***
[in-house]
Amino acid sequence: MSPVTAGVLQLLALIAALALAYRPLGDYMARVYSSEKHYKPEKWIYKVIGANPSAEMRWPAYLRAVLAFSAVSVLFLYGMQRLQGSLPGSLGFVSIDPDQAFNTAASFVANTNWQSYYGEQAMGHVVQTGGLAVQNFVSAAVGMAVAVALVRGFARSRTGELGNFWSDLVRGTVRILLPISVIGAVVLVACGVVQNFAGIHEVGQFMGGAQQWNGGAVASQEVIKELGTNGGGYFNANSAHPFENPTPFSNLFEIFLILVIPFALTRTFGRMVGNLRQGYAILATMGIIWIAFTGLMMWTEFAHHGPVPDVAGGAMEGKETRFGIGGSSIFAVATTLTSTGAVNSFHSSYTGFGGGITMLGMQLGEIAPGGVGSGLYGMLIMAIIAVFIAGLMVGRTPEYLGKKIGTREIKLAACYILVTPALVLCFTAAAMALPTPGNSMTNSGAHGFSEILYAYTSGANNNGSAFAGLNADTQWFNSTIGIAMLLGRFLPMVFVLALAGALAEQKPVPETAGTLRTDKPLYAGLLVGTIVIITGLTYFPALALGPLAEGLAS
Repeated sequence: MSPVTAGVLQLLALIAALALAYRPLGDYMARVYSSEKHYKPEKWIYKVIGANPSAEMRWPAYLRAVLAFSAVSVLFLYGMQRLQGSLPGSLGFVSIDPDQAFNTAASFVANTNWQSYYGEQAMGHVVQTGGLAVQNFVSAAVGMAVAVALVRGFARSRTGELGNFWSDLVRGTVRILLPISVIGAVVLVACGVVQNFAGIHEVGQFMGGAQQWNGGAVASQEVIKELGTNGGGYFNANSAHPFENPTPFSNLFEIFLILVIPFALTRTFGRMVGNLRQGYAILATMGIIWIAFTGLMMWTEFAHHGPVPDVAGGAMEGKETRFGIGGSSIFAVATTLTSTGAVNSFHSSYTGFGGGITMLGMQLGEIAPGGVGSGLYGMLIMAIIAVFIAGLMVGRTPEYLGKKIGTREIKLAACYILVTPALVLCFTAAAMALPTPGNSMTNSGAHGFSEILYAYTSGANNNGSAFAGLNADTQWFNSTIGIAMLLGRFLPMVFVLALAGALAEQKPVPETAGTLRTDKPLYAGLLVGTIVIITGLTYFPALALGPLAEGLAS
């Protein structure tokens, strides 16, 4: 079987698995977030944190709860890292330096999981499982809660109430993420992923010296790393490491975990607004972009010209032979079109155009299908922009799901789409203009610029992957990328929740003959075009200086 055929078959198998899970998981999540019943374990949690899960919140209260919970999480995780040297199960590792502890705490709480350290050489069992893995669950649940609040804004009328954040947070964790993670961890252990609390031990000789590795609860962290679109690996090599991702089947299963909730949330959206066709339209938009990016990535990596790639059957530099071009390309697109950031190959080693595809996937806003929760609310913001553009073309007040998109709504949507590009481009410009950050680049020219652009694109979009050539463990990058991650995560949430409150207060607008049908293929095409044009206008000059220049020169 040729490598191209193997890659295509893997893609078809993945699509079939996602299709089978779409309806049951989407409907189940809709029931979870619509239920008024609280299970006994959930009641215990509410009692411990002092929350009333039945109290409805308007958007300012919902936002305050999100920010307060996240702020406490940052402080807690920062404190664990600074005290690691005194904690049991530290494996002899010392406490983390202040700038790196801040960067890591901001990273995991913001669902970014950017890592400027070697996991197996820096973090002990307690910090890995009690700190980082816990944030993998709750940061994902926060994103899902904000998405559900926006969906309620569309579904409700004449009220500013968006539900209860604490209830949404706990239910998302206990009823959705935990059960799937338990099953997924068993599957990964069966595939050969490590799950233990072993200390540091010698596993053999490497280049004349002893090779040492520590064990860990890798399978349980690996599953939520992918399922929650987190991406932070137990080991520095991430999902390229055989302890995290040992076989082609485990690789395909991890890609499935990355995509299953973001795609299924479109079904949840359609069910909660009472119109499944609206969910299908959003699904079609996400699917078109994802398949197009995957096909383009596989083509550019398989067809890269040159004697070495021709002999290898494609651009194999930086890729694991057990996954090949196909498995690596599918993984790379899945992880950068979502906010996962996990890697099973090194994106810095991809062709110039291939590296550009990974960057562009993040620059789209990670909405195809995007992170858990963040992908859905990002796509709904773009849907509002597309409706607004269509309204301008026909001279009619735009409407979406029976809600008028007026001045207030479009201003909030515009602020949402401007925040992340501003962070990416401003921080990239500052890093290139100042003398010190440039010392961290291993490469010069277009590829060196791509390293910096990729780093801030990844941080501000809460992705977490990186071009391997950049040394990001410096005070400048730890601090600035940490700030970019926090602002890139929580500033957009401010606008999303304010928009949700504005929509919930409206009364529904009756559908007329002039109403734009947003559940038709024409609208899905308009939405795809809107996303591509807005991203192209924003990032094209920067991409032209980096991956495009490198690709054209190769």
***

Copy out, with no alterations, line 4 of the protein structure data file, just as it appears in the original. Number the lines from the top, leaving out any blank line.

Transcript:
């Protein structure tokens, strides 16, 4: 079987698995977030944190709860890292330096999981499982809660109430993420992923010296790393490491975990607004972009010209032979079109155009299908922009799901789409203009610029992957990328929740003959075009200086 055929078959198998899970998981999540019943374990949690899960919140209260919970999480995780040297199960590792502890705490709480350290050489069992893995669950649940609040804004009328954040947070964790993670961890252990609390031990000789590795609860962290679109690996090599991702089947299963909730949330959206066709339209938009990016990535990596790639059957530099071009390309697109950031190959080693595809996937806003929760609310913001553009073309007040998109709504949507590009481009410009950050680049020219652009694109979009050539463990990058991650995560949430409150207060607008049908293929095409044009206008000059220049020169 040729490598191209193997890659295509893997893609078809993945699509079939996602299709089978779409309806049951989407409907189940809709029931979870619509239920008024609280299970006994959930009641215990509410009692411990002092929350009333039945109290409805308007958007300012919902936002305050999100920010307060996240702020406490940052402080807690920062404190664990600074005290690691005194904690049991530290494996002899010392406490983390202040700038790196801040960067890591901001990273995991913001669902970014950017890592400027070697996991197996820096973090002990307690910090890995009690700190980082816990944030993998709750940061994902926060994103899902904000998405559900926006969906309620569309579904409700004449009220500013968006539900209860604490209830949404706990239910998302206990009823959705935990059960799937338990099953997924068993599957990964069966595939050969490590799950233990072993200390540091010698596993053999490497280049004349002893090779040492520590064990860990890798399978349980690996599953939520992918399922929650987190991406932070137990080991520095991430999902390229055989302890995290040992076989082609485990690789395909991890890609499935990355995509299953973001795609299924479109079904949840359609069910909660009472119109499944609206969910299908959003699904079609996400699917078109994802398949197009995957096909383009596989083509550019398989067809890269040159004697070495021709002999290898494609651009194999930086890729694991057990996954090949196909498995690596599918993984790379899945992880950068979502906010996962996990890697099973090194994106810095991809062709110039291939590296550009990974960057562009993040620059789209990670909405195809995007992170858990963040992908859905990002796509709904773009849907509002597309409706607004269509309204301008026909001279009619735009409407979406029976809600008028007026001045207030479009201003909030515009602020949402401007925040992340501003962070990416401003921080990239500052890093290139100042003398010190440039010392961290291993490469010069277009590829060196791509390293910096990729780093801030990844941080501000809460992705977490990186071009391997950049040394990001410096005070400048730890601090600035940490700030970019926090602002890139929580500033957009401010606008999303304010928009949700504005929509919930409206009364529904009756559908007329002039109403734009947003559940038709024409609208899905308009939405795809809107996303591509807005991203192209924003990032094209920067991409032209980096991956495009490198690709054209190769």